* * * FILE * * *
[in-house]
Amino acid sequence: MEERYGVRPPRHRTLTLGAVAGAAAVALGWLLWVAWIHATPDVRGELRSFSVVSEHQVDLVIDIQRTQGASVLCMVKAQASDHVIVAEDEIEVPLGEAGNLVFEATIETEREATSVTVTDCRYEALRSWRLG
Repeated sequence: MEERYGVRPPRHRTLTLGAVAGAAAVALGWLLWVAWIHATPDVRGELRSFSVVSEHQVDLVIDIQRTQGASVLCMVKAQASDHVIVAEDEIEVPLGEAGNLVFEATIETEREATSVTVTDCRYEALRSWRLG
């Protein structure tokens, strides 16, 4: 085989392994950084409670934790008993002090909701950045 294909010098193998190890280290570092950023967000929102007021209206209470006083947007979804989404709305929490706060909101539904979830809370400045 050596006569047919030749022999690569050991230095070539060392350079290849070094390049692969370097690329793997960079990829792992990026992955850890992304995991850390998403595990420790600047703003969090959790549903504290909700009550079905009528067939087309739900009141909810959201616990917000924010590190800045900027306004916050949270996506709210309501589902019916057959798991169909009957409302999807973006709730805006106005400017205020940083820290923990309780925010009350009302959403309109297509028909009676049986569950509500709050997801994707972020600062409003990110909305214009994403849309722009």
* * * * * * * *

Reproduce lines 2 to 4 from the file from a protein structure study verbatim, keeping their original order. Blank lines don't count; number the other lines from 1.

Amino acid sequence: MEERYGVRPPRHRTLTLGAVAGAAAVALGWLLWVAWIHATPDVRGELRSFSVVSEHQVDLVIDIQRTQGASVLCMVKAQASDHVIVAEDEIEVPLGEAGNLVFEATIETEREATSVTVTDCRYEALRSWRLG
Repeated sequence: MEERYGVRPPRHRTLTLGAVAGAAAVALGWLLWVAWIHATPDVRGELRSFSVVSEHQVDLVIDIQRTQGASVLCMVKAQASDHVIVAEDEIEVPLGEAGNLVFEATIETEREATSVTVTDCRYEALRSWRLG
């Protein structure tokens, strides 16, 4: 085989392994950084409670934790008993002090909701950045 294909010098193998190890280290570092950023967000929102007021209206209470006083947007979804989404709305929490706060909101539904979830809370400045 050596006569047919030749022999690569050991230095070539060392350079290849070094390049692969370097690329793997960079990829792992990026992955850890992304995991850390998403595990420790600047703003969090959790549903504290909700009550079905009528067939087309739900009141909810959201616990917000924010590190800045900027306004916050949270996506709210309501589902019916057959798991169909009957409302999807973006709730805006106005400017205020940083820290923990309780925010009350009302959403309109297509028909009676049986569950509500709050997801994707972020600062409003990110909305214009994403849309722009």